What Merkel’s De­par­ture Means for Lib­eral Democ­racy

What does Chan­cel­lor Merkel’s de­ci­sion mean for Ger­many and lib­eral democ­racy?

Newsweek International - - CONTENTS - BY CRISTINA MAZA @Crisleemaza

On Oc­to­ber 29, An­gela Merkel

an­nounced that she will not seek re-elec­tion as chan­cel­lor of Ger­many in 2021. Long touted as the lib­eral West’s most stal­wart de­fender, she has come un­der in­creas­ing pres­sure from far­right op­po­nents, largely be­cause of her wel­com­ing poli­cies to­ward refugees.

Since as­sum­ing her role as chan­cel­lor in 2005, Merkel has watched as fel­low Euro­pean Union lead­ers in Hun­gary, Poland and Italy, as well as the pres­i­dent of the United States and the prime min­is­ter of Bri­tain, em­braced pop­ulism. The day be­fore her an­nounce­ment, Jair Bol­sonaro was elected as Brazil’s new pres­i­dent. The for­mer army cap­tain has de­fended the mil­i­tary dic­ta­tor­ship that ruled his coun­try from 1964 to 1985, ex­pressed sup­port for the use of tor­ture and openly de­nounced gay rights. “He is a re­sult of Brazil­ians’ dis­sat­is­fac­tion with the sta­tus quo— of peo­ple be­ing an­gry with cor­rup­tion, vi­o­lence and the di­rec­tion the coun­try is go­ing in,” Ja­son Mar­czak, direc­tor of the At­lantic Coun­cil’s Latin Amer­ica Cen­ter, tells Newsweek.

Jörn Fleck, a Ger­man an­a­lyst and for­mer chief of staff for a Bri­tish mem­ber of the EU Par­lia­ment, says Merkel’s re­place­ment as the leader of the Chris­tian Demo­cratic Union will re­veal just how far it will go to pla­cate pop­ulists. “It will be a ref­er­en­dum on her legacy,” he says, “as well as whether the CDU should con­tinue her mod­er­ate course, pri­mar­ily tar­get­ing cen­trist vot­ers, or re­turn to a stronger con­ser­va­tive pro­file.”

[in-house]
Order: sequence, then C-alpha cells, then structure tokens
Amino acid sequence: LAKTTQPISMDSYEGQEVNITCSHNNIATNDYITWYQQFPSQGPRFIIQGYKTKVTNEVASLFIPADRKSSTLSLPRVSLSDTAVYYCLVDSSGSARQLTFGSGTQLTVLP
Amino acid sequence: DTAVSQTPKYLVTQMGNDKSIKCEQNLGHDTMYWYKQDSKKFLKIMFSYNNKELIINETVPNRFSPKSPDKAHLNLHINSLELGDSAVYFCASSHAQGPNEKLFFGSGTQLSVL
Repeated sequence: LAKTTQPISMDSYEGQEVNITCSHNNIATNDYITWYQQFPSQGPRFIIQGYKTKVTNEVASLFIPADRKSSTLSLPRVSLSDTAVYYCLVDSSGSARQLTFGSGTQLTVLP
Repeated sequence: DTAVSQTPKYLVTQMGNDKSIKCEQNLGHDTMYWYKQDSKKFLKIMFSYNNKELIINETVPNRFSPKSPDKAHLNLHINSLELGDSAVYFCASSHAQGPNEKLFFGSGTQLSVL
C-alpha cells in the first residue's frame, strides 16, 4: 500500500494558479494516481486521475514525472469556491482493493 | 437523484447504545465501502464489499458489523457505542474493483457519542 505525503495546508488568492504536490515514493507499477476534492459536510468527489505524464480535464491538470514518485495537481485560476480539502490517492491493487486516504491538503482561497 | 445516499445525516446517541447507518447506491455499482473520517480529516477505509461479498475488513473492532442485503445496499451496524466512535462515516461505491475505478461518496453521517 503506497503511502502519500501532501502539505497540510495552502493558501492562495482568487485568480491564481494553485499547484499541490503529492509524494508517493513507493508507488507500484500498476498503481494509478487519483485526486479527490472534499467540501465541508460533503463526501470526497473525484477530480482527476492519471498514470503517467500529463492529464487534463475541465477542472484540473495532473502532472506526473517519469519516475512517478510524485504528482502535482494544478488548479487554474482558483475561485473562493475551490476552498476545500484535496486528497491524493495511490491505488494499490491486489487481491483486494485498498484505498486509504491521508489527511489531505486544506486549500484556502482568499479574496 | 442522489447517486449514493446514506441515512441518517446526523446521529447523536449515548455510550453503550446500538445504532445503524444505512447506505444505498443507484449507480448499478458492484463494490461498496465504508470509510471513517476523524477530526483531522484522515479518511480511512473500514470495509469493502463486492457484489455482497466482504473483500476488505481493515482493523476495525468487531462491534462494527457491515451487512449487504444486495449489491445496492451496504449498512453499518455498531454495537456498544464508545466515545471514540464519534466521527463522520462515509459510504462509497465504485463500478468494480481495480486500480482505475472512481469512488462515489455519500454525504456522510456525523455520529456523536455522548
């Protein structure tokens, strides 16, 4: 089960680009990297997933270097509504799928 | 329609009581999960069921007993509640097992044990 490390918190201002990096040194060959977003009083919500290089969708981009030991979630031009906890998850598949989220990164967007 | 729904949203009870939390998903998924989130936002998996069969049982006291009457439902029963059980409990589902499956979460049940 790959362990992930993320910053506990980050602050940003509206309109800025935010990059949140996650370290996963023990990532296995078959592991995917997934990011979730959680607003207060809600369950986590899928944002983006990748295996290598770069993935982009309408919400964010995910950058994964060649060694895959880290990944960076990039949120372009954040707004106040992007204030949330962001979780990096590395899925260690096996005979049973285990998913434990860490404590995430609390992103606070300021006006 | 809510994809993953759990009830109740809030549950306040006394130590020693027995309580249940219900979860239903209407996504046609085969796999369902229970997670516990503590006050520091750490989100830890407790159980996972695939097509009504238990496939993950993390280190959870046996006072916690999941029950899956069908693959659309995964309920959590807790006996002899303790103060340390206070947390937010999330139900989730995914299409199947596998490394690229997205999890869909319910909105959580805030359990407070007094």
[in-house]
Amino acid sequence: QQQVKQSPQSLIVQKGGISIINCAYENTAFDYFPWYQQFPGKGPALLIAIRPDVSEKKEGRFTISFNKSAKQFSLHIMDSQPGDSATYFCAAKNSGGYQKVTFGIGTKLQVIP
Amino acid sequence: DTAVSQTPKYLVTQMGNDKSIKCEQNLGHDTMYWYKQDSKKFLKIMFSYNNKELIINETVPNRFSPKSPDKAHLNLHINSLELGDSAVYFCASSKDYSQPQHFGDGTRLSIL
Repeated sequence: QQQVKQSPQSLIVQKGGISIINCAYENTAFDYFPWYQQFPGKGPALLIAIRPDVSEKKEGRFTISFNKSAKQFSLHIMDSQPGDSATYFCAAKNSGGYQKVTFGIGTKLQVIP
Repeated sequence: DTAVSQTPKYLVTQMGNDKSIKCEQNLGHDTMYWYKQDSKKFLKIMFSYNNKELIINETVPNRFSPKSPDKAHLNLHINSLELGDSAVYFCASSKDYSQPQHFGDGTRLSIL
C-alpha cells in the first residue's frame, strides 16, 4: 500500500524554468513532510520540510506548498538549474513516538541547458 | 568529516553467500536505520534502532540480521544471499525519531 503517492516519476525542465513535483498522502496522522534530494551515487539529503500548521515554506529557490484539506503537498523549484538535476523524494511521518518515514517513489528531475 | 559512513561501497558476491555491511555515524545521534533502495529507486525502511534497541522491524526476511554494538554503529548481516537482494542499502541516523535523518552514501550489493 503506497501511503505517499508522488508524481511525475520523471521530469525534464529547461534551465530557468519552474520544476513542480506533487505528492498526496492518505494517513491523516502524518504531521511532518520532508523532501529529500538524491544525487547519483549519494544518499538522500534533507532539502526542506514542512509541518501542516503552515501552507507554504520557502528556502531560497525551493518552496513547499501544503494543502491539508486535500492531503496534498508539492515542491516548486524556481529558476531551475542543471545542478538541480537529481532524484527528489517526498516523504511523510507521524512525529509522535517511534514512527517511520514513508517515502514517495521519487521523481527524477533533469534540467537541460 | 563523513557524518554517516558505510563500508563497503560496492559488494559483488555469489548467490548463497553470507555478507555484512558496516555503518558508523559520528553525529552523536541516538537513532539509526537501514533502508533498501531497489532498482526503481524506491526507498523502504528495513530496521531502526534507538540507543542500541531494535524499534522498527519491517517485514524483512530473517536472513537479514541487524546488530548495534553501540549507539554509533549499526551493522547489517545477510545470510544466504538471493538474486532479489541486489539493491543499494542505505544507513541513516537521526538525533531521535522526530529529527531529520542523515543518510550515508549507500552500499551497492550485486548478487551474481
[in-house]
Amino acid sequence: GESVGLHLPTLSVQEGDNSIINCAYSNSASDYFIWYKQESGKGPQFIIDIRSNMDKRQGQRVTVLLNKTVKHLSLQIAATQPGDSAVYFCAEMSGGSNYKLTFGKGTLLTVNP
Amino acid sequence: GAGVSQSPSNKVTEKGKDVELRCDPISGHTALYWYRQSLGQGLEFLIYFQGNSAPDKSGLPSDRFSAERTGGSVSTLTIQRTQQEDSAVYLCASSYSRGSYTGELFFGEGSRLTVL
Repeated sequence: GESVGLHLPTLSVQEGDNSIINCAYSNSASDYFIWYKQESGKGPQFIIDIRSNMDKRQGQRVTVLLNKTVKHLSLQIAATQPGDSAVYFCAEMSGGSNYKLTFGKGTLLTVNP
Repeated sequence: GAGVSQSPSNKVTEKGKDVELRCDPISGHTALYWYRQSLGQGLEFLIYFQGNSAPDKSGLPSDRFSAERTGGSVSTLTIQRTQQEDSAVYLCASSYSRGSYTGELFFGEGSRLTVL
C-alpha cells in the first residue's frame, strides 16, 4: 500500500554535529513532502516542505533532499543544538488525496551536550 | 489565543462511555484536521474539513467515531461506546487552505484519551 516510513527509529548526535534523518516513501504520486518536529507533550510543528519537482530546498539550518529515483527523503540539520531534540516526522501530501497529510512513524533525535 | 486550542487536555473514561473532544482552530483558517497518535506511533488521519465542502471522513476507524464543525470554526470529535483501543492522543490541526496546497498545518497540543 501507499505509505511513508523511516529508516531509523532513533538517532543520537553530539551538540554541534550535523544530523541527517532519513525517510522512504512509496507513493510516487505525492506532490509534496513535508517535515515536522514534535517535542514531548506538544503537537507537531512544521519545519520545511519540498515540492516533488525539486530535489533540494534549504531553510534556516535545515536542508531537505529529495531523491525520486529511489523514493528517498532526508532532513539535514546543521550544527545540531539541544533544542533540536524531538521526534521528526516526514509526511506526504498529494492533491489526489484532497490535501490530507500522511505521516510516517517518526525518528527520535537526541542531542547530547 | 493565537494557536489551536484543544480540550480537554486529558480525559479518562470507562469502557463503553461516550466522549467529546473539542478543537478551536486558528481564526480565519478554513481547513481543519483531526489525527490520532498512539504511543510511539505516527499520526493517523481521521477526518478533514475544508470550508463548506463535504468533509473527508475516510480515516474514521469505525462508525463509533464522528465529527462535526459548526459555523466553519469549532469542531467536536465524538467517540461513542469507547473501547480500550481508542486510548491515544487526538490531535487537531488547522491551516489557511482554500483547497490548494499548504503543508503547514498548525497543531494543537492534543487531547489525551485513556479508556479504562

The growth of pop­ulism in Amer­ica has been par­tic­u­larly frus­trat­ing for Merkel and her lib­eral ally in France, Pres­i­dent Em­manuel Macron. “The U.S. was al­ways will­ing to work with dictatorships when it was deemed a ne­ces­sity, but it al­ways had a pref­er­ence for lib­eral democ­ra­cies,” says Yascha Mounk, a lec­turer at Har­vard Univer­sity and an ex­pert on pop­ulism. “Un­der Trump, that’s no longer the case. Since the end of World War II, lib­eral demo­cratic ideas have been hege­monic; you could see that in dic­ta­tors who pre­tended to be demo­cratic. We may be ap­proach­ing a tip­ping point at which demo­cratic ideas are no longer suf­fi­ciently pop­u­lar.”

For that rea­son, the U.S. midterm elec­tions were closely watched. “Many in Europe [saw] them as a bell­wether: Is Trump some­thing tran­sient or some­thing they will have to deal with in the long run?” says Ian Lesser, vice pres­i­dent of for­eign pol­icy for the Ger­man Mar­shall Fund in Brus­sels, the EU’S cap­i­tal. “The Euro­pean elec­tions are com­ing up in the late spring. This will be an­other key test, and it’s ex­pected that par­ties on the mar­gin will make gains—the Greens and the ex­treme right.”

Mounk and oth­ers hope the shift right will be brief, suc­ceeded by a demo­cratic resur­gence. “But the scary thing is, we just don’t know,” he says. To that end, Mounk cau­tions against com­pla­cency. “If pop­ulist can­di­dates don’t win out­right, it doesn’t mean that pop­ulism has ended. Peo­ple said that af­ter Swe­den’s elec­tions, but the far right made in­roads. If we look at elec­tions in the ag­gre­gate, pop­ulism is on the rise.”

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